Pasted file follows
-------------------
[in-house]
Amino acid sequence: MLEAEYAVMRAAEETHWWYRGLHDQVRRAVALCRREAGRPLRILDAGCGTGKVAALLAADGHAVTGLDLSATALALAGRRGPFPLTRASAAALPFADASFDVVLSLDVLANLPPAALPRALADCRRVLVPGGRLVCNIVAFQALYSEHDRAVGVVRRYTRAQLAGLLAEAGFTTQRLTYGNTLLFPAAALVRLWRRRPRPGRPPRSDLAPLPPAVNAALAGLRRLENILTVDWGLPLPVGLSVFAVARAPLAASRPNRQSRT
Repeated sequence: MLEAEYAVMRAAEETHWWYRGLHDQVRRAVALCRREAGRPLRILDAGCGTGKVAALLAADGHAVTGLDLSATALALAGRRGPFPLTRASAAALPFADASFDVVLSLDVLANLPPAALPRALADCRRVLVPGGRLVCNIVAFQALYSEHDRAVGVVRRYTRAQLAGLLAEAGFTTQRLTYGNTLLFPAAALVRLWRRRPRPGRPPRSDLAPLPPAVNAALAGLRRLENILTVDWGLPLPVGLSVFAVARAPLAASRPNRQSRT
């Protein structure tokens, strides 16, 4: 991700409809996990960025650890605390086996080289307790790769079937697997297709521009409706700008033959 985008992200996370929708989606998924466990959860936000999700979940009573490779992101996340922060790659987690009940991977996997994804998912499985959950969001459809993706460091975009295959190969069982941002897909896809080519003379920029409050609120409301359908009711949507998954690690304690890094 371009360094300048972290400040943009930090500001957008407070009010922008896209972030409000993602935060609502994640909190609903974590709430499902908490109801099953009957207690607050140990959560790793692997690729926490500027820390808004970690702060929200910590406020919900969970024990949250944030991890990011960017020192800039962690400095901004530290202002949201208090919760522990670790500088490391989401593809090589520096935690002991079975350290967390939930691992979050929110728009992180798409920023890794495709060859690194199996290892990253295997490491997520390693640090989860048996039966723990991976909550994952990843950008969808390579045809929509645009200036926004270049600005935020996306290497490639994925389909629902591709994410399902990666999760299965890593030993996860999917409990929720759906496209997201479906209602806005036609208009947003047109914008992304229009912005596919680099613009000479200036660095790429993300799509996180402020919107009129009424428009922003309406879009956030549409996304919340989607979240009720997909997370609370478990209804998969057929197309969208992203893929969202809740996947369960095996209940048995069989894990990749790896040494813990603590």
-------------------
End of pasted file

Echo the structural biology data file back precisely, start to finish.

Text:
[in-house]
Amino acid sequence: MLEAEYAVMRAAEETHWWYRGLHDQVRRAVALCRREAGRPLRILDAGCGTGKVAALLAADGHAVTGLDLSATALALAGRRGPFPLTRASAAALPFADASFDVVLSLDVLANLPPAALPRALADCRRVLVPGGRLVCNIVAFQALYSEHDRAVGVVRRYTRAQLAGLLAEAGFTTQRLTYGNTLLFPAAALVRLWRRRPRPGRPPRSDLAPLPPAVNAALAGLRRLENILTVDWGLPLPVGLSVFAVARAPLAASRPNRQSRT
Repeated sequence: MLEAEYAVMRAAEETHWWYRGLHDQVRRAVALCRREAGRPLRILDAGCGTGKVAALLAADGHAVTGLDLSATALALAGRRGPFPLTRASAAALPFADASFDVVLSLDVLANLPPAALPRALADCRRVLVPGGRLVCNIVAFQALYSEHDRAVGVVRRYTRAQLAGLLAEAGFTTQRLTYGNTLLFPAAALVRLWRRRPRPGRPPRSDLAPLPPAVNAALAGLRRLENILTVDWGLPLPVGLSVFAVARAPLAASRPNRQSRT
């Protein structure tokens, strides 16, 4: 991700409809996990960025650890605390086996080289307790790769079937697997297709521009409706700008033959 985008992200996370929708989606998924466990959860936000999700979940009573490779992101996340922060790659987690009940991977996997994804998912499985959950969001459809993706460091975009295959190969069982941002897909896809080519003379920029409050609120409301359908009711949507998954690690304690890094 371009360094300048972290400040943009930090500001957008407070009010922008896209972030409000993602935060609502994640909190609903974590709430499902908490109801099953009957207690607050140990959560790793692997690729926490500027820390808004970690702060929200910590406020919900969970024990949250944030991890990011960017020192800039962690400095901004530290202002949201208090919760522990670790500088490391989401593809090589520096935690002991079975350290967390939930691992979050929110728009992180798409920023890794495709060859690194199996290892990253295997490491997520390693640090989860048996039966723990991976909550994952990843950008969808390579045809929509645009200036926004270049600005935020996306290497490639994925389909629902591709994410399902990666999760299965890593030993996860999917409990929720759906496209997201479906209602806005036609208009947003047109914008992304229009912005596919680099613009000479200036660095790429993300799509996180402020919107009129009424428009922003309406879009956030549409996304919340989607979240009720997909997370609370478990209804998969057929197309969208992203893929969202809740996947369960095996209940048995069989894990990749790896040494813990603590």